DonJoy Back Brace
Back problems are the most common cause of job-related disability in the United States. Almost 80% of people experience lower back pain at some point in their lives. One of the ways to counter back pain is by wearing a back brace. That’s why we recommend the DonJoy Back Brace.
The DonJoy Back Brace is designed with the patient in mind, for maximum comfort and ease of use. It includes a breathable outer mesh that allows heat to escape without compromising the strength of its support. It reinforces the lower back by providing compression and stability to reduce the load on your spine. The compression can be easily adjusted by pulling the side handle. This accommodates for various activities, clothing types or weight fluctuations. It’s also simple to put on and can be worn above, between, or under clothing making it ideal for everyday wear.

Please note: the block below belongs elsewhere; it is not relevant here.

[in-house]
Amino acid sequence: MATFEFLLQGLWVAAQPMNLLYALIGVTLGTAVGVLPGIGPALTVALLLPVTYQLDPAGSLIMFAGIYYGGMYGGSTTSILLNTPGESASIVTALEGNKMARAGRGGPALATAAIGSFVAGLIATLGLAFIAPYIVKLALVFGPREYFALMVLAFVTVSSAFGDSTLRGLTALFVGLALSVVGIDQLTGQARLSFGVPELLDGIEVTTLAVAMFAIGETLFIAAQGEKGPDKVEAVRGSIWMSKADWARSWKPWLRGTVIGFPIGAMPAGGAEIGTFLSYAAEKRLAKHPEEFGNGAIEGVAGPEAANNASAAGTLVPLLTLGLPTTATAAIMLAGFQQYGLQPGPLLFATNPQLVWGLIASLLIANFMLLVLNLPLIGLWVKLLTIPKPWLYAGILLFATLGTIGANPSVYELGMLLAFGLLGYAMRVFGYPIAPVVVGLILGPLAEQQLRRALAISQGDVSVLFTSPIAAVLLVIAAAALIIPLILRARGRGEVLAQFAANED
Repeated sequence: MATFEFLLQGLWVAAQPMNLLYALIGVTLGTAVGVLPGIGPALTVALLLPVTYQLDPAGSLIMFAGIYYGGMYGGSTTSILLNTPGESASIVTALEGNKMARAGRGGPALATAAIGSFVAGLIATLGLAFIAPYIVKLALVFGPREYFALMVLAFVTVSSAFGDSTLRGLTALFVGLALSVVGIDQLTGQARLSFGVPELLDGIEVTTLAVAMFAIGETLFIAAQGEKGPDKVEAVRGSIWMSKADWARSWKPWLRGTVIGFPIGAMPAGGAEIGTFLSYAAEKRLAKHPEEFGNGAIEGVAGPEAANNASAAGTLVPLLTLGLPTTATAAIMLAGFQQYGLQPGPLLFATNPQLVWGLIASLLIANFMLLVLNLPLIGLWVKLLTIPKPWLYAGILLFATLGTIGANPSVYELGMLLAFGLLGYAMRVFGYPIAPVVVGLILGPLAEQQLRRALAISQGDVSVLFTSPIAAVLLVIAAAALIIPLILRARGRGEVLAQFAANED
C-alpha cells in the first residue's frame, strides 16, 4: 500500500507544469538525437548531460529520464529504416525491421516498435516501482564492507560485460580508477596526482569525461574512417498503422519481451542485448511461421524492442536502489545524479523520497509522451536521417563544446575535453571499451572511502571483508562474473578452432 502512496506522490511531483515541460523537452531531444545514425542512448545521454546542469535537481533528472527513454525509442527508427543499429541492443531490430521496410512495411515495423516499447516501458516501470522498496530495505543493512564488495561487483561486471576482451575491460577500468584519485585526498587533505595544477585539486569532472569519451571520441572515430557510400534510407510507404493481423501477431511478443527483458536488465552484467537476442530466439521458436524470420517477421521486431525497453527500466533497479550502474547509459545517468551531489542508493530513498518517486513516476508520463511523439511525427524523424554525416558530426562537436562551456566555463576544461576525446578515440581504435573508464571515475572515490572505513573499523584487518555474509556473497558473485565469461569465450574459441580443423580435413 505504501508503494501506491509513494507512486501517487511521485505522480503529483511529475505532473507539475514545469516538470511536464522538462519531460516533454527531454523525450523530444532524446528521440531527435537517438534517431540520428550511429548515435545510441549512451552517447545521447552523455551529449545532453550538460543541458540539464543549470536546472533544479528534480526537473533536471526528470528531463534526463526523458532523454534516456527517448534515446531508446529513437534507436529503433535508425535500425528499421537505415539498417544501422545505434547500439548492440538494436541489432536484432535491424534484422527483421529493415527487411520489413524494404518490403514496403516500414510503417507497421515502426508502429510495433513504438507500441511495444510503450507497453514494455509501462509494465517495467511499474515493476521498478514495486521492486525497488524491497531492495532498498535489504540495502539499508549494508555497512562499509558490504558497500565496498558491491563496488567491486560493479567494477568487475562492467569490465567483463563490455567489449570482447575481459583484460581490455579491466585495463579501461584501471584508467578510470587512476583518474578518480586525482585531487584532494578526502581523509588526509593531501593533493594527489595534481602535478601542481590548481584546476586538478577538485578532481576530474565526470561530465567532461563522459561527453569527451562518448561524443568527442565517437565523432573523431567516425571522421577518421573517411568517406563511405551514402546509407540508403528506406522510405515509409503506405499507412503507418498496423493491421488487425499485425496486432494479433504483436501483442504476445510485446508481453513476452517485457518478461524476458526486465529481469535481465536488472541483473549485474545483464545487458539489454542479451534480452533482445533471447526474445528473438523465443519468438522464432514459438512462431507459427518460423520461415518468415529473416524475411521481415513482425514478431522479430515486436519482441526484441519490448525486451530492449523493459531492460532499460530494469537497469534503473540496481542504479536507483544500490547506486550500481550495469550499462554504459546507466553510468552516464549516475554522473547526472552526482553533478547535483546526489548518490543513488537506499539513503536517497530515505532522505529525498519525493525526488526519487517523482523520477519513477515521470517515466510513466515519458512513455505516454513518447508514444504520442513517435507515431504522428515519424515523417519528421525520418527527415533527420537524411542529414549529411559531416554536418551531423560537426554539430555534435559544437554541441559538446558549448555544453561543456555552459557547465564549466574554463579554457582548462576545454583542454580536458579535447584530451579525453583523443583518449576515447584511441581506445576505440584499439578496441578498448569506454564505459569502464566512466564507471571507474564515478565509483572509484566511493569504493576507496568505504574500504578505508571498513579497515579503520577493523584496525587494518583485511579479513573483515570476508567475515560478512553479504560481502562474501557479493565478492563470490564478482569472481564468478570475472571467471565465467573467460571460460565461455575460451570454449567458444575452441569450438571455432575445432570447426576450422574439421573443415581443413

If you’re looking for a great all-around lower back brace, check out the DonJoy Back Brace today!
Holly B. is an active professional in her late twenties who spends her free time playing recreational flag football and league basketball. She recently tore her ACL and will be sharing her experiences with us as she works towards getting back into sports.
I still remember when I was younger how a pair of elderly ladies commented about the way I was bent over in the flowerbed, “Oh, your back will be regretting that one day.” I had no idea what they meant.
Now that I’m recovering from my ACL reconstruction surgery, I’m more aware of how the various activities I participate in can affect my body – especially gardening. Since I’ve had some free time during my ACL recovery, I’ve looked up some ways to prevent back pain from gardening.